With the implementation of the Affordable Care Act in 2014, the shortage of primary care physicians is expected to increase as the newly insured search for their own medical homes. Do retail medical clinics and urgent care centers present a solution?
Retail medical clinics and urgent care centers help to bridge the gap between primary care physicians and emergency departments. Both are walk-in centers that allow patients to be seen on an as-needed basis, but there are some fundamental differences between the two models of care.
Mid-level providers, such as physician assistants and nurse practitioners, staff retail medical clinics, and the clinics’ scope of practice is fairly limited, focusing mainly on treatment of minor acute illnesses and on wellness. Since their development 14 years ago, retail medical clinics have experienced continued growth in both number and consumer popularity. For example, CVS MinuteClinic — the largest retail medical clinic provider in the United States — added 150 locations during 2013, and 1,500 clinics are expected to exist by 2017.
Urgent care centers offer a broader array of services. Physicians generally oversee the care provided, and due to the availability of X-ray, sprains, strains and breaks are also managed at urgent care centers. According to the American Academy of Urgent Care Medicine, there are approximately 9,300 urgent care centers in America, with 700-800 clinics opening each year.
Walk-in clinics can ease primary care physicians’ workloads by offering care for acute minor concerns, such as sore throats, earaches and sinus infections. Some physicians have expressed concern, however, that use of walk-in clinics could result in care fragmentation. The American Academy of Family Physicians also opposes the management of chronic conditions and care for health concerns beyond minor, acute illness in a retail medical clinic setting.
“We understand there are times when a patient has a minor acute medical illness and needs attention and evaluation [outside of office hours],” says Robert L. Wergin, MD, FAAFP, President-Elect of the American Academy of Family Physicians. “Mid-level providers [at retail medical clinics] should use an evidence-based protocol. To avoid fragmented care, the care provider also needs to communicate with the patient’s family physician so they know what treatment was provided at the center.”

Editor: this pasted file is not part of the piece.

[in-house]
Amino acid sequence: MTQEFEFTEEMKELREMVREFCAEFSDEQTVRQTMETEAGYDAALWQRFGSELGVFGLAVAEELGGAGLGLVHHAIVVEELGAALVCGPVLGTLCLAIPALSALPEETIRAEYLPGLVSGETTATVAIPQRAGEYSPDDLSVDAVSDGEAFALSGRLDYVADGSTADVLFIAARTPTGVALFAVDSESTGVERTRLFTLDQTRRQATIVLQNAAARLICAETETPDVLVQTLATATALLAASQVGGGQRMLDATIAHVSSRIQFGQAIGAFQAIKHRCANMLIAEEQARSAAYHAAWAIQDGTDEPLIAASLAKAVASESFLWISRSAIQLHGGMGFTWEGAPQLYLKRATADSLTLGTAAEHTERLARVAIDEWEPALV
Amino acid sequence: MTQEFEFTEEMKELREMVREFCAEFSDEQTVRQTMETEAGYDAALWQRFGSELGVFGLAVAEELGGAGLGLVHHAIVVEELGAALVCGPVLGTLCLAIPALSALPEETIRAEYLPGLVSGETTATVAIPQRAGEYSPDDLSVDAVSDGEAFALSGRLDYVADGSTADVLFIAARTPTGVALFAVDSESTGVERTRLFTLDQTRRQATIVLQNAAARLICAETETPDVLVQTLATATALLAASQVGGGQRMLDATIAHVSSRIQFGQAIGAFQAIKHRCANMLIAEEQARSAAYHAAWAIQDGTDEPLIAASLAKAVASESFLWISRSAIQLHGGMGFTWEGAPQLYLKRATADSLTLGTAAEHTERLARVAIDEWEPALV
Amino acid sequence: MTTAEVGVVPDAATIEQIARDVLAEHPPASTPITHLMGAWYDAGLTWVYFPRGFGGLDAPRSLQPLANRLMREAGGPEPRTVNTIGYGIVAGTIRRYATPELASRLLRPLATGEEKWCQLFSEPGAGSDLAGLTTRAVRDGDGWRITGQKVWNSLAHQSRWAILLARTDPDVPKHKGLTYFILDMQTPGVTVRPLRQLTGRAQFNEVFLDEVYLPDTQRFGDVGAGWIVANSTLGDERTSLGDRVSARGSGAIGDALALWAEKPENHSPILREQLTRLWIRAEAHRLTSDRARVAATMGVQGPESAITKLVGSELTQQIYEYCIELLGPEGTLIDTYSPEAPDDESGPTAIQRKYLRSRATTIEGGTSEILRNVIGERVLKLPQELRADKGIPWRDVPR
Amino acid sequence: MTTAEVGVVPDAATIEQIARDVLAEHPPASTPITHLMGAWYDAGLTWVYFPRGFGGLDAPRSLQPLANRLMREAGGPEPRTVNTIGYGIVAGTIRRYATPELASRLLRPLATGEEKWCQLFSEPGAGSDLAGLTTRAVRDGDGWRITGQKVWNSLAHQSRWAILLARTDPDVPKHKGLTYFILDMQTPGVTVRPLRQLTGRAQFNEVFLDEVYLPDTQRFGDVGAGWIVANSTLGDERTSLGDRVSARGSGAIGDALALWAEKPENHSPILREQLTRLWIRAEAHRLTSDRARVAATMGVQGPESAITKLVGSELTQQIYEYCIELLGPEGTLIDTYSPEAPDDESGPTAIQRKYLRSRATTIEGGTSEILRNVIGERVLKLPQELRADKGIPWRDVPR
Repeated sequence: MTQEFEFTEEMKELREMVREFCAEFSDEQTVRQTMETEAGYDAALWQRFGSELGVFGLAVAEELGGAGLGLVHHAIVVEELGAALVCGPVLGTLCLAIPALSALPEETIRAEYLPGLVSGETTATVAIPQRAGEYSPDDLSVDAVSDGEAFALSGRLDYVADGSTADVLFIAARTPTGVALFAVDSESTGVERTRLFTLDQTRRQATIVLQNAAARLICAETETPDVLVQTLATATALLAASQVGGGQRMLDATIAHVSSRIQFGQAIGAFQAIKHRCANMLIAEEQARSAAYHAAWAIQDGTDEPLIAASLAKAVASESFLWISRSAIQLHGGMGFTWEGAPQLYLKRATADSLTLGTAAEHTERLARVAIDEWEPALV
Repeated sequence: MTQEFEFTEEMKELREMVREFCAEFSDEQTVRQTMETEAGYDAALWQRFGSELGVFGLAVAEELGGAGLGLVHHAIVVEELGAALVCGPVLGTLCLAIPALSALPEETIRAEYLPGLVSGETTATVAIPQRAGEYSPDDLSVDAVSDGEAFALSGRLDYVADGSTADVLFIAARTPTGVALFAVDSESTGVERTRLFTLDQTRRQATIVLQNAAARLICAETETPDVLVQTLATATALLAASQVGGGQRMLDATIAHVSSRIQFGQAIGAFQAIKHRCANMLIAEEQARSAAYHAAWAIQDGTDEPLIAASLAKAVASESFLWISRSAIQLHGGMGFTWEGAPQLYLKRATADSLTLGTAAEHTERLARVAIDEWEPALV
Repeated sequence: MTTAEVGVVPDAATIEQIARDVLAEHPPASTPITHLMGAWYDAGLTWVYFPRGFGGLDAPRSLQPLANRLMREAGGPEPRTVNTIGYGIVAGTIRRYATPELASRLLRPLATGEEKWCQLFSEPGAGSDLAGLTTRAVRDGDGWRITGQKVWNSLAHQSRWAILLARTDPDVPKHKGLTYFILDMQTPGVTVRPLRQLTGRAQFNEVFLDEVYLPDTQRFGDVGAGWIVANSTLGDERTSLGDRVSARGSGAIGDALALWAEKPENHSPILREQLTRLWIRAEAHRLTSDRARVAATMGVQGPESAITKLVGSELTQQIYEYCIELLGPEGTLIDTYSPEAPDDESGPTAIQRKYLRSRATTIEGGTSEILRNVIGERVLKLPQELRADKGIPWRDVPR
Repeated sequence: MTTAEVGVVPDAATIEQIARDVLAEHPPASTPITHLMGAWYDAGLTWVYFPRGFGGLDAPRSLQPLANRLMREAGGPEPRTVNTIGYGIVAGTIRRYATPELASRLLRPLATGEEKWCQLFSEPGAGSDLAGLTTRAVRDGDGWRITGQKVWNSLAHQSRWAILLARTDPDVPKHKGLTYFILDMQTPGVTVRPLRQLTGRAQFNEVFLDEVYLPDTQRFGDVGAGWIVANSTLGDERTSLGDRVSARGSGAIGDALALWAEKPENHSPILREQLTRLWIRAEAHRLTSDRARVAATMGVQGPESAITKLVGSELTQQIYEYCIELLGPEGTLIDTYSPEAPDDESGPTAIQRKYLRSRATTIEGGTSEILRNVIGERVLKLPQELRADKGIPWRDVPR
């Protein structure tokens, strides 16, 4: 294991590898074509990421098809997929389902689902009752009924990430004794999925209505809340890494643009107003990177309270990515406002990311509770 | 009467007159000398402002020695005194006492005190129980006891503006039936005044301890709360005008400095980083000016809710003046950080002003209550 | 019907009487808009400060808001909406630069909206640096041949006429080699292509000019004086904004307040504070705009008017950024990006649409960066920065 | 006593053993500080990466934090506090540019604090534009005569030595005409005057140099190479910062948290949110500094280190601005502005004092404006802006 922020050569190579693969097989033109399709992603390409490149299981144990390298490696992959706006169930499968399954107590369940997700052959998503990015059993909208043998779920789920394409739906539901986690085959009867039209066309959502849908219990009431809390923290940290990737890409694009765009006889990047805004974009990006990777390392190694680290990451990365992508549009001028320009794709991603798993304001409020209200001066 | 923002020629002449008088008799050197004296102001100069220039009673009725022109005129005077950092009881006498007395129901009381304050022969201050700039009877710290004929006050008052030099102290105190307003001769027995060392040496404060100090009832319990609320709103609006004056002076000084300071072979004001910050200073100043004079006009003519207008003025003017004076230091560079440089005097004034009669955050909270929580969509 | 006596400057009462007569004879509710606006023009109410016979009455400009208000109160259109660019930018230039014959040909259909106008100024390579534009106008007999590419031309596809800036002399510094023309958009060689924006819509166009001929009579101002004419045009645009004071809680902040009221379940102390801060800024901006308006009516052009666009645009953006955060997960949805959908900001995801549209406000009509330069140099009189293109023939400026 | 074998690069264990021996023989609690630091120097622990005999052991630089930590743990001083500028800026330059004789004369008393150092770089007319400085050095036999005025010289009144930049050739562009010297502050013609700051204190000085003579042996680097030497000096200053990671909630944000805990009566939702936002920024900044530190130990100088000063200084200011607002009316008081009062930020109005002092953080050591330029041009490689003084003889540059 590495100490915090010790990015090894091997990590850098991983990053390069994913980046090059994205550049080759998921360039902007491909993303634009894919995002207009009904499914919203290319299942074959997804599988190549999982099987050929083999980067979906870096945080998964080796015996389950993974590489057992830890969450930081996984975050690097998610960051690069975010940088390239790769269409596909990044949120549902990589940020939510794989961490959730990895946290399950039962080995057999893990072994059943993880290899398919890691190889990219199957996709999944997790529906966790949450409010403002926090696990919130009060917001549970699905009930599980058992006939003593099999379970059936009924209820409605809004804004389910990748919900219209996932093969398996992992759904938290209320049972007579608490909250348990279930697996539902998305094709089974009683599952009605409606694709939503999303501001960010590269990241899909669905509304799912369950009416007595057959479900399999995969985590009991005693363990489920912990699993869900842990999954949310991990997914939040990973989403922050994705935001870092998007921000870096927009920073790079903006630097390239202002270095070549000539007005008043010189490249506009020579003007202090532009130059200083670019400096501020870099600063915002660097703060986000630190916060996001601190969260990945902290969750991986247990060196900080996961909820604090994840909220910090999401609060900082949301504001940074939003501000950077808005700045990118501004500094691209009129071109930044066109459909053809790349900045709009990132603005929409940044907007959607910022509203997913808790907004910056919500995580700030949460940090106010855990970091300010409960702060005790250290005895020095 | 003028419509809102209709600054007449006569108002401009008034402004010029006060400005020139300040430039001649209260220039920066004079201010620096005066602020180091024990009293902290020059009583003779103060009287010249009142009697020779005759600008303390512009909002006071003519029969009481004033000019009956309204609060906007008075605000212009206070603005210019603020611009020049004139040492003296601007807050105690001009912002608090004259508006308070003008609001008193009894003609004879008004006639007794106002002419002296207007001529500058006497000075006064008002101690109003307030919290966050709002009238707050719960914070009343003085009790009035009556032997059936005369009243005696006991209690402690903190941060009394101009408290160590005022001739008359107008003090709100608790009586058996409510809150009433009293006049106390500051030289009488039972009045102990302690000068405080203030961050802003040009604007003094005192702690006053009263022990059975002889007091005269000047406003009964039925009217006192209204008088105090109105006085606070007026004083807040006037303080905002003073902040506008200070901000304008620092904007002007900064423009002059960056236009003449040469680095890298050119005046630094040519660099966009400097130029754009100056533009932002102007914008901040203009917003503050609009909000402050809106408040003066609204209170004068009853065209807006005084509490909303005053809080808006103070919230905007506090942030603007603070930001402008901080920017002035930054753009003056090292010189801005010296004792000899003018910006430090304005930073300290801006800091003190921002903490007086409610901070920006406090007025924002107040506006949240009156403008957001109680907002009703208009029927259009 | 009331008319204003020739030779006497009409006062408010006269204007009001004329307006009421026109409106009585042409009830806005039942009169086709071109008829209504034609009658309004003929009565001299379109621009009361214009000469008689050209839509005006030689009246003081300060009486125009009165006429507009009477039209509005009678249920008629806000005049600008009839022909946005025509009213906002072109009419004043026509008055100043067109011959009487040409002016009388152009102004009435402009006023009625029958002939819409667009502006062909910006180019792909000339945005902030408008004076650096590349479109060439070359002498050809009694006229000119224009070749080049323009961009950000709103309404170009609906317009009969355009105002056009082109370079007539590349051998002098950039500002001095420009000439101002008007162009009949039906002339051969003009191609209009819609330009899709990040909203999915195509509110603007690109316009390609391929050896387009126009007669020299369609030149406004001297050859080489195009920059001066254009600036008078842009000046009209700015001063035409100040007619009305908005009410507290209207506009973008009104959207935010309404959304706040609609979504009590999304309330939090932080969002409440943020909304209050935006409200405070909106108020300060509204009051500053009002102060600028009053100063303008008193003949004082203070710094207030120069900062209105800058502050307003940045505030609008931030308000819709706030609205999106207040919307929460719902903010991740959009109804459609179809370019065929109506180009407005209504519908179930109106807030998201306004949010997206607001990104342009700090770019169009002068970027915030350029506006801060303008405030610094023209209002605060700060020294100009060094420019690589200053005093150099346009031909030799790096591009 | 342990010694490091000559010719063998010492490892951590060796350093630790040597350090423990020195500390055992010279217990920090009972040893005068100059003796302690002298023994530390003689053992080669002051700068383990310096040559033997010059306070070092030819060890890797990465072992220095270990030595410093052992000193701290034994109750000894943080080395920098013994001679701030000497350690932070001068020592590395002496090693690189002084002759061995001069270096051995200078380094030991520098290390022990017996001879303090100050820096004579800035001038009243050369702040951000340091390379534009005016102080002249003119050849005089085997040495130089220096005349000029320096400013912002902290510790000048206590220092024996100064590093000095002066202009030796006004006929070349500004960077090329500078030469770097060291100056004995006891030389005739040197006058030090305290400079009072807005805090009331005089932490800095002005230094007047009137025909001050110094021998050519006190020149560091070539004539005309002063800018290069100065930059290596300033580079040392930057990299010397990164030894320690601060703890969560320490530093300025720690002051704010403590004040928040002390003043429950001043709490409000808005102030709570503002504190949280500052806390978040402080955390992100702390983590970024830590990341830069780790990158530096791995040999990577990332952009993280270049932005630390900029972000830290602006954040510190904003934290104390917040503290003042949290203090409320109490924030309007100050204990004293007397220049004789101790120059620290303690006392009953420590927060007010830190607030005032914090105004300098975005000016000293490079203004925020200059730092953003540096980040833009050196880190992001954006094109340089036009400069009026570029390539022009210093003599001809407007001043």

Another concern is missed-opportunity care, which is not offered by providers who are unfamiliar with a patient’s medical history.
“If a patient comes in with a sore throat, the missed opportunity may be preventive medicine,” says Dr. Wergin. “For example, if you are 57 years old, I can look at your record and say, ‘Hey, you haven’t had a mammogram in eight years. It may be time to do that.’”
To ensure primary care physicians remain informed about their patients’ care, many retail clinics have systems in place to maintain communication with community physicians.
“With permission, we will share a copy of the medical record with the patient’s primary care provider, typically within 24 hours,” says Nancy Gagliano, MD, MinuteClinic Chief Medical Officer. “As a result, the physician knows exactly when and why the patient was seen, what medications (if any) were prescribed and whether any follow-up appointments with the primary care physician are recommended.”
If the patient does not have a primary care physician, retail medical clinics typically have a resource list of physicians in the area who are accepting new patients. Partnerships have also been formed between entities such as MinuteClinic and hospital systems.
Meeting the Needs of a Changing Practice
As the landscape of medicine continues to evolve, walk-in clinics may offer a useful adjunct for primary care physicians who are already operating at full capacity.
“You have to look at all the factors that are changing the landscape of medicine and putting a tremendous strain on our system,” says Dr. Gagliano. “We have a severe primary care shortage estimated to be as many as 50,000 physicians by 2025. We have millions of newly insured patients coming into the system as a result of the Affordable Care Act who will be seeking care. We have an aging baby boomer population and a nationwide epidemic of obesity with associated hypertension, hyperlipidemia and diabetes conditions. I believe retail clinics, like MinuteClinic, are well positioned to help address these concerns and can be a significant part of the solution to increase access to high-quality, affordable medical care.”